In addition to significant penalties prescribed by the CCA for bid-rigging cartel conduct, government lawyers and those advising entities involved in government tendering might consider the following deterrents for businesses from engaging in bid-rigging when submitting tenders:
- Keep bids confidential and critically analyse each bid for any similarities or inconsistencies
- Obtain disclosure from your suppliers or bidders regarding subcontractors and their market pricing, and
- Be alert to the market prices of your suppliers or bidders and whether there have been any recent changes (including in other jurisdictions).
In light of the above enforcement action and the significant consequences for competition arising from bid-rigging, it is important that government lawyers and those advising entities involved in government tendering are aware of signs that bid-rigging may be occurring during the procurement process. These include:
- Whether the goods or services you are procuring are susceptible to bid-rigging. For example, bid-rigging is likely to be more prevalent if the goods or services are standardised and suppliers or bidders can reach an agreement that is likely to last a long time
- No apparent reason for the absence of regular suppliers or bidders from competing in the tender
- Irregular or suspicious bidding patterns. Consider the previous bidding patterns, the geographic locations and any previous success or otherwise, repeat suppliers or bidders in conjunction with the type and size of your tender
- Fewer suppliers or bidders competing in the tender
- Suppliers or bidders who appear to be alternating at winning tenders, sharing contracts by value, subcontracting to competitors with higher bids, or deliberately including unacceptable terms in tenders
- Any potential communication between suppliers or bidders before the close of tender instead of the procuring entity. While this may be done via telephone or email, this form of communication does leave a paper trail. Competitors may be meeting in public repeatedly to discuss cartel arrangements, and
- A firm of professional advisers representing several suppliers or bidders in the same tender. Look out for bids that are produced together, or similarities in the documents produced by each supplier or bidder (including minor, cosmetic errors) as this may indicate collusion.
Dealing with bid-rigging
If you detect conduct that demonstrates bid-rigging may be occurring on your procurement, the recommended course of action is to report your concerns to the ACCC, which is best placed to investigate collusive conduct. Be reassured that this will not stop, interrupt or overturn any tendering exercise as cartel investigations can take many months before conclusion.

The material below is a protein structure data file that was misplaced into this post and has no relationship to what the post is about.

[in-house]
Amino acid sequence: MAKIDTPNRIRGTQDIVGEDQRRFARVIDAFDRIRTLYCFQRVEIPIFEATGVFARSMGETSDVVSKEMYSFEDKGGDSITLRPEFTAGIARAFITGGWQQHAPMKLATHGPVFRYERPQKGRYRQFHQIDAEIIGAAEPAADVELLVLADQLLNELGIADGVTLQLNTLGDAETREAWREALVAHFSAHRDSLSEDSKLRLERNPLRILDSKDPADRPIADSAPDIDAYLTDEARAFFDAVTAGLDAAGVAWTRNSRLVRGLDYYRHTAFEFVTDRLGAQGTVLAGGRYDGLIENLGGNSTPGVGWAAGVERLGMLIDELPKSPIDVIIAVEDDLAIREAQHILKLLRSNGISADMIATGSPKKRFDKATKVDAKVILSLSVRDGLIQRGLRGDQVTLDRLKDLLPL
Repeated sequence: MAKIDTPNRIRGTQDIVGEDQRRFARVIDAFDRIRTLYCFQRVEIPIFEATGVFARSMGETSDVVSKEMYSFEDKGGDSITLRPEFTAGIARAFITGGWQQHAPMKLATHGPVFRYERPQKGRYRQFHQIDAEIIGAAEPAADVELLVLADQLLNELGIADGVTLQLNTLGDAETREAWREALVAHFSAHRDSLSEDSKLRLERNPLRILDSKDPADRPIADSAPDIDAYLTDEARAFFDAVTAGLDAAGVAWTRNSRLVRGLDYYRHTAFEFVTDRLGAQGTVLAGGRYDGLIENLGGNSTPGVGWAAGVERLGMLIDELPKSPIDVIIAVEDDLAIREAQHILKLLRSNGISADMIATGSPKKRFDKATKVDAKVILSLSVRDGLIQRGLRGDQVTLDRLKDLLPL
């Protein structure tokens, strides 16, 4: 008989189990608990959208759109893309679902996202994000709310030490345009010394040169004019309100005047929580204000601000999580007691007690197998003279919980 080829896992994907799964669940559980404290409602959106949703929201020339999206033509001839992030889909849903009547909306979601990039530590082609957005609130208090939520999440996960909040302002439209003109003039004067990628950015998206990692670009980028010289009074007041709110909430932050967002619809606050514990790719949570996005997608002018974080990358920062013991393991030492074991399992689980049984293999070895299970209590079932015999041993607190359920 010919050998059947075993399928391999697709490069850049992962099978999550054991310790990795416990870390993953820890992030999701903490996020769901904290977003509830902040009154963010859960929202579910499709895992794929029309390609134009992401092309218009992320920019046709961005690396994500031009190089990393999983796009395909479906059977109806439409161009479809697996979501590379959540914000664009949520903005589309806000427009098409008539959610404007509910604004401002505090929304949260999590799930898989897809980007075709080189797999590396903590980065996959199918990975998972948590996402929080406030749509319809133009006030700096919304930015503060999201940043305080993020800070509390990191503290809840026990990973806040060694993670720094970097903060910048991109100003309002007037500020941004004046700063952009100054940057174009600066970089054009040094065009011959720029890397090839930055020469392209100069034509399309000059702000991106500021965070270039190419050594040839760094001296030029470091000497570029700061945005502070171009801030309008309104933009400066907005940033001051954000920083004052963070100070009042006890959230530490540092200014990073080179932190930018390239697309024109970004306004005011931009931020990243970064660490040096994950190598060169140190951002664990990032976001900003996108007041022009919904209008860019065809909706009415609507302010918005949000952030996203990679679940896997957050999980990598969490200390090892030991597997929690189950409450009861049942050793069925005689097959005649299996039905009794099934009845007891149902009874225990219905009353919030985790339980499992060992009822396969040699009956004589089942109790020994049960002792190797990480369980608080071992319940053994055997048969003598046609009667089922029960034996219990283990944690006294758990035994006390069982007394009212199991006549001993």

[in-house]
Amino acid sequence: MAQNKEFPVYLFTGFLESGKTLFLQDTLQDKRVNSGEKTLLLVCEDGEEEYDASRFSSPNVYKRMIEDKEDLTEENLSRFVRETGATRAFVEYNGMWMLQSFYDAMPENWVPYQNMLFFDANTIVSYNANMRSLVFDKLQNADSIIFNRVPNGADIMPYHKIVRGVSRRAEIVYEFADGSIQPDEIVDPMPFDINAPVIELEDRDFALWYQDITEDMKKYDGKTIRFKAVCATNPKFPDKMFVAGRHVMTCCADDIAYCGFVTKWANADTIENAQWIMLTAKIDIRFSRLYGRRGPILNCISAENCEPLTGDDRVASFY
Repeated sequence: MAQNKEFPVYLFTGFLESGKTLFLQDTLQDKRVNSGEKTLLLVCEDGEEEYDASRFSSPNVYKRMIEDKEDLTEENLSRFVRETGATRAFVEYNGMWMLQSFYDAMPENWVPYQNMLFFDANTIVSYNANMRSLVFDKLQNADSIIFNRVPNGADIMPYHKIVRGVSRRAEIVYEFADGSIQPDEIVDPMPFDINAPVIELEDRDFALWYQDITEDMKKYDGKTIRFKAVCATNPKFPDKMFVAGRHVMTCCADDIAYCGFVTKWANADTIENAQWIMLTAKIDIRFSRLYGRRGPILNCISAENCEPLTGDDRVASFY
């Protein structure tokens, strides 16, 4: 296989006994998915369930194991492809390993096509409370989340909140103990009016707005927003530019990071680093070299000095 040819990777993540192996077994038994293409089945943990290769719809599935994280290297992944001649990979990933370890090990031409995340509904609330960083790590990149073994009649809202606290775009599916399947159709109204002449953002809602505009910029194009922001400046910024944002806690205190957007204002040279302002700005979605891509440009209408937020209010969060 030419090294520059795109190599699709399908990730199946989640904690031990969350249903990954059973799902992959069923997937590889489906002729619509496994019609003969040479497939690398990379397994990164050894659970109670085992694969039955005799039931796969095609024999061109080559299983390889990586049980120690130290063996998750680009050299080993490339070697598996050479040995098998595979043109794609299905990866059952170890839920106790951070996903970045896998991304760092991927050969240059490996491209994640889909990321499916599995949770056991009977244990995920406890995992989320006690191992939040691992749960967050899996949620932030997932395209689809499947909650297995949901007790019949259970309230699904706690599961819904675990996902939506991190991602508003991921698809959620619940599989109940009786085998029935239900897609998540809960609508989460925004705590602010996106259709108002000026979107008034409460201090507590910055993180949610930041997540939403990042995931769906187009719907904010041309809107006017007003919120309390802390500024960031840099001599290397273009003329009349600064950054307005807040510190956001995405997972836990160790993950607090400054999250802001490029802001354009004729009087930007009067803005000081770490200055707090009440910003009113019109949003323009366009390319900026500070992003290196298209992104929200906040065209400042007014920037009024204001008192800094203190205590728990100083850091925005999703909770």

You should also consider whether there are other reporting requirements. In Queensland, for example, ‘collusive tendering’ is now considered a form of ‘corrupt conduct’ within the meaning of the Crime and Corruptions Act 2001 (Qld) (CC Act).
The Crime and Corruption Commission in Queensland provides the following example of “collusive tendering” in its guidance to the Queensland Government, which relies on the criminal nature of ‘bid-rigging’ under the Act to constitute ‘corrupt conduct’ within the meaning of the CC Act:
|Conduct||Elements that make it corrupt|
|Six road construction companies have engaged in a collusive tendering scheme for six multi-million-dollar contracts awarded by a government department. Each company has applied for more than one contract, but has only been successful with one of its tenders. The companies have agreed to ‘take turns’ at winning the contracts, with all companies except the winner deliberately quoting above a certain dollar value to make the winner’s quote appear competitive. The price of each awarded contract is significantly higher than previous contracts for similar work.||1. impairs or could impair public confidence in public administration.|
2. involves collusive tendering
3. is a criminal offence (i.e. one of the cartel conduct offences under the Act).
Cartel conduct and bid-rigging remains a critical component of the ACCC’s competition portfolio, and an enduring compliance and enforcement priority due to its potential detriment to consumer welfare and the competitive process.
With significant bid-rigging proceedings on foot, government lawyers and those advising entities involved in government tendering should be on the lookout for any offending conduct during the procurement process.
This article appears courtesy of the Queensland Law Society Competition and Consumer Law Committee. Joanne Jary is a Partner at Holding Redlich and member of the committee. Kayla Plunkett is a Graduate at Holding Redlich.